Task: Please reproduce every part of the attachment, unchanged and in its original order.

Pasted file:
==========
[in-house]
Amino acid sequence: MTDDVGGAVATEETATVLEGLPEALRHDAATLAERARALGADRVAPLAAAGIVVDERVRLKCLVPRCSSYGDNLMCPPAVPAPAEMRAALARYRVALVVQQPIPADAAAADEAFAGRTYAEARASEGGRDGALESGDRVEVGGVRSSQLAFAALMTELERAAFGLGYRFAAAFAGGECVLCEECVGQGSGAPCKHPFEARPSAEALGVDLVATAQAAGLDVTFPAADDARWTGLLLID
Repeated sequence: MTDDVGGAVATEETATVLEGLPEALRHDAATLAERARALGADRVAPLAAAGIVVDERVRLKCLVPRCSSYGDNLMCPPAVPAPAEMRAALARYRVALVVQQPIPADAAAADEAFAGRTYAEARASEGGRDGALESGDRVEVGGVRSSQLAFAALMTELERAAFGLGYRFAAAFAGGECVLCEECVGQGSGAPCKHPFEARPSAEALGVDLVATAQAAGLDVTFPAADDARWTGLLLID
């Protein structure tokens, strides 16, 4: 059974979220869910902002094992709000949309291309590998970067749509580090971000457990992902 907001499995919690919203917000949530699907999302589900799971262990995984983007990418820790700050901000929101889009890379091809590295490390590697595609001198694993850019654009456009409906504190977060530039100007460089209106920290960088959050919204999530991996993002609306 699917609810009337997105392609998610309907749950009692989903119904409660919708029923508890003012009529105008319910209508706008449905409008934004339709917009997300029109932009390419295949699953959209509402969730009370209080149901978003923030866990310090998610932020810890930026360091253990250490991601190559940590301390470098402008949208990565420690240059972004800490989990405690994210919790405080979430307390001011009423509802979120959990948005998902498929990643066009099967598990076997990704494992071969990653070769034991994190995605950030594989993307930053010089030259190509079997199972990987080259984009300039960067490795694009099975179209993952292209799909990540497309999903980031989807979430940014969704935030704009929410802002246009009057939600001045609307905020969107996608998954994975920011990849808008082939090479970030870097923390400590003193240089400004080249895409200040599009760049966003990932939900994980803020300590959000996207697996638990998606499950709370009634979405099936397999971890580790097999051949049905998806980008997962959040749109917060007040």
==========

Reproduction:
[in-house]
Amino acid sequence: MTDDVGGAVATEETATVLEGLPEALRHDAATLAERARALGADRVAPLAAAGIVVDERVRLKCLVPRCSSYGDNLMCPPAVPAPAEMRAALARYRVALVVQQPIPADAAAADEAFAGRTYAEARASEGGRDGALESGDRVEVGGVRSSQLAFAALMTELERAAFGLGYRFAAAFAGGECVLCEECVGQGSGAPCKHPFEARPSAEALGVDLVATAQAAGLDVTFPAADDARWTGLLLID
Repeated sequence: MTDDVGGAVATEETATVLEGLPEALRHDAATLAERARALGADRVAPLAAAGIVVDERVRLKCLVPRCSSYGDNLMCPPAVPAPAEMRAALARYRVALVVQQPIPADAAAADEAFAGRTYAEARASEGGRDGALESGDRVEVGGVRSSQLAFAALMTELERAAFGLGYRFAAAFAGGECVLCEECVGQGSGAPCKHPFEARPSAEALGVDLVATAQAAGLDVTFPAADDARWTGLLLID
């Protein structure tokens, strides 16, 4: 059974979220869910902002094992709000949309291309590998970067749509580090971000457990992902 907001499995919690919203917000949530699907999302589900799971262990995984983007990418820790700050901000929101889009890379091809590295490390590697595609001198694993850019654009456009409906504190977060530039100007460089209106920290960088959050919204999530991996993002609306 699917609810009337997105392609998610309907749950009692989903119904409660919708029923508890003012009529105008319910209508706008449905409008934004339709917009997300029109932009390419295949699953959209509402969730009370209080149901978003923030866990310090998610932020810890930026360091253990250490991601190559940590301390470098402008949208990565420690240059972004800490989990405690994210919790405080979430307390001011009423509802979120959990948005998902498929990643066009099967598990076997990704494992071969990653070769034991994190995605950030594989993307930053010089030259190509079997199972990987080259984009300039960067490795694009099975179209993952292209799909990540497309999903980031989807979430940014969704935030704009929410802002246009009057939600001045609307905020969107996608998954994975920011990849808008082939090479970030870097923390400590003193240089400004080249895409200040599009760049966003990932939900994980803020300590959000996207697996638990998606499950709370009634979405099936397999971890580790097999051949049905998806980008997962959040749109917060007040």